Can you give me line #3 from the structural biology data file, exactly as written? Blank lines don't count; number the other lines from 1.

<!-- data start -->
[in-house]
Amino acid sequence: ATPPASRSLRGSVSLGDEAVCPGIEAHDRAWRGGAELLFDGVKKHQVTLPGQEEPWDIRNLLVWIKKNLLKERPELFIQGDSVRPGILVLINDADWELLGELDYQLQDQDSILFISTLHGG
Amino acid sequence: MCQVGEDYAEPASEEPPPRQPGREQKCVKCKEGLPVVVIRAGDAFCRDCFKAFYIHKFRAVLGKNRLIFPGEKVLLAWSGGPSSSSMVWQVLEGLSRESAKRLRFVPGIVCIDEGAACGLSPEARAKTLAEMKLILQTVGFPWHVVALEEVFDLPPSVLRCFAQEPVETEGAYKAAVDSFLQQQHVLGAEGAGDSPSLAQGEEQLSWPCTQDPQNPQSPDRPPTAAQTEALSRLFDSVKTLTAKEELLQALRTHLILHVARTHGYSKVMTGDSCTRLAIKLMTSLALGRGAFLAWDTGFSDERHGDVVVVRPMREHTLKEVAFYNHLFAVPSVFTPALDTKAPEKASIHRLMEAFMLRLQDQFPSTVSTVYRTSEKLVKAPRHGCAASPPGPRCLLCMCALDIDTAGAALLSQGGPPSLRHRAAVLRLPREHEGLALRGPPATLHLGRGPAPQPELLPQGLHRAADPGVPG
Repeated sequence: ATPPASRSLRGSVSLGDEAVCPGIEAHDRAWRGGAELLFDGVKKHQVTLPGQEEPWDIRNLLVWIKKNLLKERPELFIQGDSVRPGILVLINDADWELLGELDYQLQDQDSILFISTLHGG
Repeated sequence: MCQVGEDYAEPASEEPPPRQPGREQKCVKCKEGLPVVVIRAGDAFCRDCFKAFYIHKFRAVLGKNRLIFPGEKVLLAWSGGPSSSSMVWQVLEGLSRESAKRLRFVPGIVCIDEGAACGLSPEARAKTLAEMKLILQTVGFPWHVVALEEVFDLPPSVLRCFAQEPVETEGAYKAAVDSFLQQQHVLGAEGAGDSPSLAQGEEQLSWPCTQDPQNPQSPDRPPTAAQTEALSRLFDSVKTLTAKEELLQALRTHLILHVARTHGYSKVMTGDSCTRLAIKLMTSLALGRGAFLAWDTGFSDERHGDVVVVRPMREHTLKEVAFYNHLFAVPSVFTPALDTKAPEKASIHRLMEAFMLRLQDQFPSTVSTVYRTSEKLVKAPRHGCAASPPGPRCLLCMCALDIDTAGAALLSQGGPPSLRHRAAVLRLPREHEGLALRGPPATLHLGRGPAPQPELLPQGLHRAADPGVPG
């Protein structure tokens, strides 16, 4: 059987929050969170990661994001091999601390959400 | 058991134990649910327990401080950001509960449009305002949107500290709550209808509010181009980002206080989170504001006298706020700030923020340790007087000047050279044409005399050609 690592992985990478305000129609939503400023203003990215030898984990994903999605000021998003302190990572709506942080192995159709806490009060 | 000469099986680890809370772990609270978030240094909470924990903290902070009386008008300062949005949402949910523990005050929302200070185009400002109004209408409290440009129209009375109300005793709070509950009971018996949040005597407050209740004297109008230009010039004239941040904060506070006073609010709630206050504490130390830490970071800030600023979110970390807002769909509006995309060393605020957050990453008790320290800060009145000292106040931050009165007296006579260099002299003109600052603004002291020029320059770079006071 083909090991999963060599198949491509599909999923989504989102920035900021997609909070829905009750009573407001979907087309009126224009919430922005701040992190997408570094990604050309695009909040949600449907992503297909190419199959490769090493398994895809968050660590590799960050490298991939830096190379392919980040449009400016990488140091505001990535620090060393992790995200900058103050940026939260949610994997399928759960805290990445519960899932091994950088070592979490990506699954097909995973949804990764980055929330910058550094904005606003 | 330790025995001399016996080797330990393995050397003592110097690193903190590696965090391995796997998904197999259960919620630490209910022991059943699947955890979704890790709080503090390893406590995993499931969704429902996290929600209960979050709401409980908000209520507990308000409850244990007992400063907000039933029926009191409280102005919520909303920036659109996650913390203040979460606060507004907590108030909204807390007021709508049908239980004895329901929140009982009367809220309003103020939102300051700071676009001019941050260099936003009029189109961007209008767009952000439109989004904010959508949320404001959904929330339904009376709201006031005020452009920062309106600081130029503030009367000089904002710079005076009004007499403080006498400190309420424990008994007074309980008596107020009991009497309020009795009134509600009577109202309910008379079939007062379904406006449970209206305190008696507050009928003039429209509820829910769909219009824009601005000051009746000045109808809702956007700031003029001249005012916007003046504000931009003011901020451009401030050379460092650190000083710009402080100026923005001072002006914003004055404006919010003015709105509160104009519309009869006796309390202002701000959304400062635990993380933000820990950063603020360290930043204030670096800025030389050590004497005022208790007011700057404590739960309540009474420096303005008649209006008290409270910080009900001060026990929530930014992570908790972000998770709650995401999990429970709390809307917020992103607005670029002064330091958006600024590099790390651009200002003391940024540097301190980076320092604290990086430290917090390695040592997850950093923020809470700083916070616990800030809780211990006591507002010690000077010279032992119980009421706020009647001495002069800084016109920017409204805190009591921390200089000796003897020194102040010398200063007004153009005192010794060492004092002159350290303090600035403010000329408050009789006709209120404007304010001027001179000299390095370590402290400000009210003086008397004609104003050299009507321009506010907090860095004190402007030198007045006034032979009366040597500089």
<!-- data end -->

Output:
Amino acid sequence: MCQVGEDYAEPASEEPPPRQPGREQKCVKCKEGLPVVVIRAGDAFCRDCFKAFYIHKFRAVLGKNRLIFPGEKVLLAWSGGPSSSSMVWQVLEGLSRESAKRLRFVPGIVCIDEGAACGLSPEARAKTLAEMKLILQTVGFPWHVVALEEVFDLPPSVLRCFAQEPVETEGAYKAAVDSFLQQQHVLGAEGAGDSPSLAQGEEQLSWPCTQDPQNPQSPDRPPTAAQTEALSRLFDSVKTLTAKEELLQALRTHLILHVARTHGYSKVMTGDSCTRLAIKLMTSLALGRGAFLAWDTGFSDERHGDVVVVRPMREHTLKEVAFYNHLFAVPSVFTPALDTKAPEKASIHRLMEAFMLRLQDQFPSTVSTVYRTSEKLVKAPRHGCAASPPGPRCLLCMCALDIDTAGAALLSQGGPPSLRHRAAVLRLPREHEGLALRGPPATLHLGRGPAPQPELLPQGLHRAADPGVPG